"Oh, but I'm sorry you repudiate the confession, Hippolyte — it is sincere; and, do you know, even the absurd parts of it — and these are many" (here Hippolyte frowned savagely) "are, as it were, redeemed by suffering — for it must have cost you something to admit what you there say — great torture, perhaps, for all I know. Your motive must have been a very noble one all through. Whatever may have appeared to the contrary, I give you my word, I see this more plainly every day. I do not judge you; I merely say this to have it off my mind, and I am only sorry that I did not say it all THEN — "

Hippolyte flushed hotly. He had thought at first that the prince was "humbugging" him; but on looking at his face he saw that he was absolutely serious, and had no thought of any deception. Hippolyte beamed with gratification.

"And yet I must die," he said, and almost added: "a man like me @

"And imagine how that Gania annoys me! He has developed the idea — or pretends to believe — that in all probability three or four others who heard my confession will die before I do. There's an idea for you — and all this by way of CONSOLING me! Ha! ha! ha! In the first place they haven't died yet; and in the second, if they DID die — all of them — what would be the satisfaction to me in that? He judges me by himself. But he goes further, he actually pitches into me because, as he declares, 'any decent fellow' would die quietly, and that 'all this' is mere egotism on my part. He doesn't see what refinement of egotism it is on his own part — and at the same time, what ox-like coarseness! Have you ever read of the death of one Stepan Gleboff, in the eighteenth century? I read of it yesterday by chance."

"Who was he?"

"He was impaled on a stake in the time of Peter."

"I know, I know! He lay there fifteen hours in the hard frost, and died with the most extraordinary fortitude — I know — what of him?"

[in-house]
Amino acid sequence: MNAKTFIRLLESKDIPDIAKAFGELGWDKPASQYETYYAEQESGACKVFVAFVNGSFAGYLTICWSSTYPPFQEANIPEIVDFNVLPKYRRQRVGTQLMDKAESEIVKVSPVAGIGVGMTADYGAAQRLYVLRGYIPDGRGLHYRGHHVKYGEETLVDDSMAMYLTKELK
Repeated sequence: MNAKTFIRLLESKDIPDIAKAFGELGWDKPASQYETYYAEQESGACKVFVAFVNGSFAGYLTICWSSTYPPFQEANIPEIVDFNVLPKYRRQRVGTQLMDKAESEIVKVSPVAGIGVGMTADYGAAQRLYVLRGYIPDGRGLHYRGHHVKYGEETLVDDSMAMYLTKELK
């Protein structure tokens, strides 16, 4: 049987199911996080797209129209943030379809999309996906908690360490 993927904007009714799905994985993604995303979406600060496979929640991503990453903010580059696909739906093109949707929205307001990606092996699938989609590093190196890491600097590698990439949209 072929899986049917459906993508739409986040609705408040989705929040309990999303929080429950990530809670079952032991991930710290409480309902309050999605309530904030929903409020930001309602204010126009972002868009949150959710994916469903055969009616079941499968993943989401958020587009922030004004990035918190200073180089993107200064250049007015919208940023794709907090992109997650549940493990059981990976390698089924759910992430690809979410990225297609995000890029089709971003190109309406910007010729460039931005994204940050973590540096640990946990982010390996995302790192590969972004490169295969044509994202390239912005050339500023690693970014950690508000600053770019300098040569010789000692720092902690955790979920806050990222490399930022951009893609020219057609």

"Only that God gives that sort of dying to some, and not to others. Perhaps you think, though, that I could not die like Gleboff?"

"Not at all!" said the prince, blushing. "I was only going to say that you — not that you could not be like Gleboff — but that you would have been more like — "

"I guess what you mean — I should be an Osterman, not a Gleboff — eh? Is that what you meant?"

"What Osterman?" asked the prince in some surprise.

"Why, Osterman — the diplomatist. Peter's Osterman," muttered Hippolyte, confused. There was a moment's pause of mutual confusion.

"Oh, no, no!" said the prince at last, "that was not what I was going to say — oh no! I don't think you would ever have been like Osterman."

Hippolyte frowned gloomily.

"I'll tell you why I draw the conclusion," explained the prince, evidently desirous of clearing up the matter a little. "Because, though I often think over the men of those times, I cannot for the life of me imagine them to be like ourselves. It really appears to me that they were of another race altogether than ourselves of today. At that time people seemed to stick so to one idea; now, they are more nervous, more sensitive, more enlightened — people of two or three ideas at once — as it were. The man of today is a broader man, so to speak — and I declare I believe that is what prevents him from being so self-contained and independent a being as his brother of those earlier days. Of course my remark was only made under this impression, and not in the least — "

"I quite understand. You are trying to comfort me for the naiveness with which you disagreed with me — eh? Ha! ha! ha! You are a regular child, prince! However, I cannot help seeing that you always treat me like — like a fragile china cup. Never mind, never mind, I'm not a bit angry! At all events we have had a very funny talk. Do you know, all things considered, I should like to be something better than Osterman! I wouldn't take the trouble to rise from the dead to be an Osterman. However, I see I must make arrangements to die soon, or I myself — . Well — leave me now! Au revoir. Look here — before you go, just give me your opinion: how do you think I ought to die, now? I mean — the best, the most virtuous way? Tell me!"

"You should pass us by and forgive us our happiness," said the prince in a low voice.

"Ha! ha! ha! I thought so. I thought I should hear something like that. Well, you are — you really are — oh dear me! Eloquence, eloquence! Good-bye!"

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At the end of Part III, Nastasya and Rogozhin each ask Myshkin the same question. What was it?